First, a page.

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Alfasi Malbec/Syrah Reserve and Parve Spaghetti Bolognese

We have made Spaghetti Bolognese before, but this was a bit crazy, I must say.  You know when you mother used to tell you, no going out with friends on a school night?  Well, my friend Benyamin Cantz (from Four Gates Winery), had invited me to his house for a Sheva Berachot of friends of his.  Well, I should have remembered my mother, when I accepted the invite.  I had a grand time and when it was done, I was so tired (worked and cleaned up and God knows what else), that I barely could get up the next morning!  Worse, I had yet to cook the meal for Friday night.  So when I dragged myself in from work on Friday, I was pooped, and could almost not bring myself to whip up a nice Sabbath dinner.  Thank Goodness I woke up enough to make a nice affair – otherwise, I would have been kicking myself all Sabbath.

This recipe was meant to be a Pasta Puttanesca, but we had bought all these lovely vegetables from our local farmer’s market (zucchini, eggplant, etc.), and they do not last forever, and they do not fit in Puttanesca.  So, when we thought what we needed to create we came up with the Parve Spaghetti Bolognese.  The recipe is pretty simple:

Parve Spaghetti Bolognese Recipe
As many onions you have or like (you can never have enough onions)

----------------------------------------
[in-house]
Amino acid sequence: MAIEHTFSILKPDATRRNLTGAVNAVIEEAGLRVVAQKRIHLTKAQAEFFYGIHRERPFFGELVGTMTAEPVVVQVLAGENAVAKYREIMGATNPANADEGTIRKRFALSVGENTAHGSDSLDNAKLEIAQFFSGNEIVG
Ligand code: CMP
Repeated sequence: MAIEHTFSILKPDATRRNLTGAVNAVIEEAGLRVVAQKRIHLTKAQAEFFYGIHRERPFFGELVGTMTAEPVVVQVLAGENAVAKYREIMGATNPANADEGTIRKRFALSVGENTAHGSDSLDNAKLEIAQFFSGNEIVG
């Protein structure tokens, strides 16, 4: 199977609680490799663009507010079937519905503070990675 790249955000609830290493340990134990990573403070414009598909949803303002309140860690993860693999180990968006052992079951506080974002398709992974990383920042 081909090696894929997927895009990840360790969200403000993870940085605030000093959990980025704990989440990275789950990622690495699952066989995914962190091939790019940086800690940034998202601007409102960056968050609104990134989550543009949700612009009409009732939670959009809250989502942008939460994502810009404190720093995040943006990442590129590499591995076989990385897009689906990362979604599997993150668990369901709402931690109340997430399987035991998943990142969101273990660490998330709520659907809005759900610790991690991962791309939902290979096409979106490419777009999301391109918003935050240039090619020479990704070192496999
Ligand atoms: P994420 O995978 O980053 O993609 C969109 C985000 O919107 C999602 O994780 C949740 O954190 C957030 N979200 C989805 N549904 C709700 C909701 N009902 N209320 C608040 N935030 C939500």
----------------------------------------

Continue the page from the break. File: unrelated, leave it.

16 ounces of sliced mushrooms
3 Japanese eggplants
3 colored (yellow, green, striped green) zucchini
4 cloves of garlic
2 tsp Thyme
2 tsp Basil
2 packages of fake ground/crumbled meat
28 ounces of good tomatoes
1 jar of Kalamata Olives
Half a bottle of good cooking wine

It not only looks easy, it is crazy easy to make.  Dice the onions and then sauté them until nice and brown.  Throw in the mushrooms and sauté them as well until you have nice brown onions and mushrooms.  At this point one could have thrown in some tomato paste to thicken the pot and food, but I passed on that, because I had little time.  Now throw in the diced zucchini and eggplant until they cook down.  Then throw in the herbs, garlic, and the rest of the ingredients, and cook down until the pasta sauce is at the consistency that you like.  I like my sauce a bit thicker, so I cooked it a bit longer than most would.